Why Premiere Pro won't Import MP4 Video Files?

Adobe Premiere did announce to import MP4, while it only imports two kinds of MP4: the one is Sony and JVC introduced XDCam-EX movie (.mp4), the other one is Apple created MPEG-4 (.m4v). That is to say, Premiere only import MP4 recorded from Sony camcorder, JVC camcorder or Apple's iPhone, iPad. It will end in fail if you try to import other MP4 file to Premiere Pro.

Other Reasons:

  • Software malfunction could damage MP4 file and Adobe Premiere Pro fails to open it
  • Improperly closing Premiere Pro application after editing MP4 video file in it might damage it leading to inaccessibility
  • Edited MP4 file on Premiere Pro may get corrupted in case your system is infected with harmful viruses
  • MP4 file may refuse to open on Adobe Premiere Pro tool in case the download process gets stopped by slow internet connection or unexpected system shutdown

How to Successfully Import MP4 to Premiere Pro for editing?

In order to successfully import MP4 to edit in Premiere Pro CC/CS6/CS5/Elements, a recommended solution is to convert or change the H.264 MP4, XDCAM EX, H.265 MP4 to a codec that PPro can natively handle like MOV, MPEG-2 or Apple Prores.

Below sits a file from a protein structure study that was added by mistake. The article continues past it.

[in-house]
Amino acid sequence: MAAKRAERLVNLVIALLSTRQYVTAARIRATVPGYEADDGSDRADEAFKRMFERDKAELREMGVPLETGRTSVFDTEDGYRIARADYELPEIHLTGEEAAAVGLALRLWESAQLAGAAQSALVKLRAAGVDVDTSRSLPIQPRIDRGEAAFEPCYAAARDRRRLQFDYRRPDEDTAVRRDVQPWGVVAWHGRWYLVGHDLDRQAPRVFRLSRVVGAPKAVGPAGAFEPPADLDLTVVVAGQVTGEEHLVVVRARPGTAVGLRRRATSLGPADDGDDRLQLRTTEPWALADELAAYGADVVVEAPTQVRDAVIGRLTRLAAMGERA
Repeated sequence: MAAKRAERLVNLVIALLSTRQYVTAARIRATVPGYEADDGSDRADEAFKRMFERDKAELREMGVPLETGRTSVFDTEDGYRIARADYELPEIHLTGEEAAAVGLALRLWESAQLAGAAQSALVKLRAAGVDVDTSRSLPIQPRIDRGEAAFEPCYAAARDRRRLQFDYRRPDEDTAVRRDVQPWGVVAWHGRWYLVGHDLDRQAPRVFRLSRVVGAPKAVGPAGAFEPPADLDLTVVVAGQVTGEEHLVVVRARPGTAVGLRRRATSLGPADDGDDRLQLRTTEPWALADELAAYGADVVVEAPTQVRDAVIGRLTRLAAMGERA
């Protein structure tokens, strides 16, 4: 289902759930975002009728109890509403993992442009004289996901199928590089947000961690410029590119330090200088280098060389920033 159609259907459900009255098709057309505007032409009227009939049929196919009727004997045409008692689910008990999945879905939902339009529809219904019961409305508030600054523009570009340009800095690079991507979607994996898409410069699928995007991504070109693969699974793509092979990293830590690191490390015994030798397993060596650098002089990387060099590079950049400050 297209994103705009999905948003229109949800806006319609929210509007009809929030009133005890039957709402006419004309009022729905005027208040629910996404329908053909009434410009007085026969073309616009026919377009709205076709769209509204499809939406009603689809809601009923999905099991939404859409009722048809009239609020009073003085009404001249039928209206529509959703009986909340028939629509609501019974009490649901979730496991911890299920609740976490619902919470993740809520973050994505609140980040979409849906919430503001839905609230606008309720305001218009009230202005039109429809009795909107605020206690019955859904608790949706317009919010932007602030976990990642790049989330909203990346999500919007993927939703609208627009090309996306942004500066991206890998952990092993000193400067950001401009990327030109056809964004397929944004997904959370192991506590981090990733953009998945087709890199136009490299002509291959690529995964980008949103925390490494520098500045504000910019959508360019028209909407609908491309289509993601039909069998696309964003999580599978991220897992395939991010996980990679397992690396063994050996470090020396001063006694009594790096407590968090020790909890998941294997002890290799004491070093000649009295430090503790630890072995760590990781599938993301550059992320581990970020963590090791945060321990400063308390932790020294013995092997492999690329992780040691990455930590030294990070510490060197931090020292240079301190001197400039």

To be honest, it's not as hard as you imagine, what you need is just top Mac MP4 video converter like Dimo Video Converter Ultimate for Mac. After downloading and installing the gorgeous video converter gadget, you can effortlessly transcode unsupported MP4 to Adobe Premiere Pro friendly video format while keeping the excellent media quality.

More than that, it also supports fast converting other popular video formats including MOV, MKV, MPEG, WMV, H.265 … to seamlessly suit for Premiere Pro, Avid Media Composer, Final Cut Pro, iMovie, FCE, etc to satisfy your diverse editing demands. Now don't hesitate to download it and follow the step-by-step guide to transcode MP4 videos for editing in Premiere Pro smoothly. The program even has the advanced editing options to lets you fine-tune the final look of your movie. It also has its equivalent version for Windows users - Dimo Video Converter Ultimate to convert MP4 to Premiere Pro on Windows.